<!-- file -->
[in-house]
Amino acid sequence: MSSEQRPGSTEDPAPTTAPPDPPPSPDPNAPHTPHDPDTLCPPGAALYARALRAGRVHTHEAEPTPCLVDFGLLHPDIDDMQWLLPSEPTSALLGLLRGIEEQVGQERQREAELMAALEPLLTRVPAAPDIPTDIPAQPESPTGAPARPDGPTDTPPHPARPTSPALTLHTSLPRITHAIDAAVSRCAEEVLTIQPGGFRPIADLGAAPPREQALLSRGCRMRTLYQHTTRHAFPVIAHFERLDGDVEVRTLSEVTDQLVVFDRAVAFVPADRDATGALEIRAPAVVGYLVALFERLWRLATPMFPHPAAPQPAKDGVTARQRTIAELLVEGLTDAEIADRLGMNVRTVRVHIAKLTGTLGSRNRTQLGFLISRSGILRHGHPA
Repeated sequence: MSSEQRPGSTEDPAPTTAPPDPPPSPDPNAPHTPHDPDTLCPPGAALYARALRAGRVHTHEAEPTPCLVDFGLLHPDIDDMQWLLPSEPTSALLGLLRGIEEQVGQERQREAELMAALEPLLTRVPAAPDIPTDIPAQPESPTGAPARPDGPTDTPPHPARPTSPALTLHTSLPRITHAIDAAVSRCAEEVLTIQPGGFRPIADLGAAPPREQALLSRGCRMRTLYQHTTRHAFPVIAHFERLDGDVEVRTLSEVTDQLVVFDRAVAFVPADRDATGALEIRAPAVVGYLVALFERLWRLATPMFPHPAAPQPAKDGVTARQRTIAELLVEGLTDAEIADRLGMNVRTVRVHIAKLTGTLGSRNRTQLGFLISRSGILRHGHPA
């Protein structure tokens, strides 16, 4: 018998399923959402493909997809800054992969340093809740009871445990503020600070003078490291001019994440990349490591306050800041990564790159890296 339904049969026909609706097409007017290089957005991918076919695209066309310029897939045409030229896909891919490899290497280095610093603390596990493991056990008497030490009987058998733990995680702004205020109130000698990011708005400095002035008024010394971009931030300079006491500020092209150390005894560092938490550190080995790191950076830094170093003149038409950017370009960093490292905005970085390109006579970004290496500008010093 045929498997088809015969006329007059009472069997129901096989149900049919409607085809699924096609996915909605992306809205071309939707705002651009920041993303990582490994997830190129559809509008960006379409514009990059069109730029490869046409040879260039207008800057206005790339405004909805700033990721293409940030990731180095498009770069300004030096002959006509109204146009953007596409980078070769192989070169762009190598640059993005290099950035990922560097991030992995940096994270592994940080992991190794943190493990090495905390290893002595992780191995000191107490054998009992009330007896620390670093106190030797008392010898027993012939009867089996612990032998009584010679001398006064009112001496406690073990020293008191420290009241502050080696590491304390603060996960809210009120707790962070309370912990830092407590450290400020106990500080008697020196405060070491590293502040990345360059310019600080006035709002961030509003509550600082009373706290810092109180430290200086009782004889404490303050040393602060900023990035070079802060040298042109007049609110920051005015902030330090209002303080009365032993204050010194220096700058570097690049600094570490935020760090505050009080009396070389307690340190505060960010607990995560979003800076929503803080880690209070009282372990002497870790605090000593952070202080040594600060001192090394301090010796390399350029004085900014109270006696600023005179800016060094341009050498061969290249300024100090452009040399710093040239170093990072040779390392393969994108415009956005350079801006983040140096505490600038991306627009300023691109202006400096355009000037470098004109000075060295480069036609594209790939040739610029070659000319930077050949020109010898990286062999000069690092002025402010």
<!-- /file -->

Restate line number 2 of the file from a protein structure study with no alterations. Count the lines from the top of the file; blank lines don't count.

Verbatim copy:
Amino acid sequence: MSSEQRPGSTEDPAPTTAPPDPPPSPDPNAPHTPHDPDTLCPPGAALYARALRAGRVHTHEAEPTPCLVDFGLLHPDIDDMQWLLPSEPTSALLGLLRGIEEQVGQERQREAELMAALEPLLTRVPAAPDIPTDIPAQPESPTGAPARPDGPTDTPPHPARPTSPALTLHTSLPRITHAIDAAVSRCAEEVLTIQPGGFRPIADLGAAPPREQALLSRGCRMRTLYQHTTRHAFPVIAHFERLDGDVEVRTLSEVTDQLVVFDRAVAFVPADRDATGALEIRAPAVVGYLVALFERLWRLATPMFPHPAAPQPAKDGVTARQRTIAELLVEGLTDAEIADRLGMNVRTVRVHIAKLTGTLGSRNRTQLGFLISRSGILRHGHPA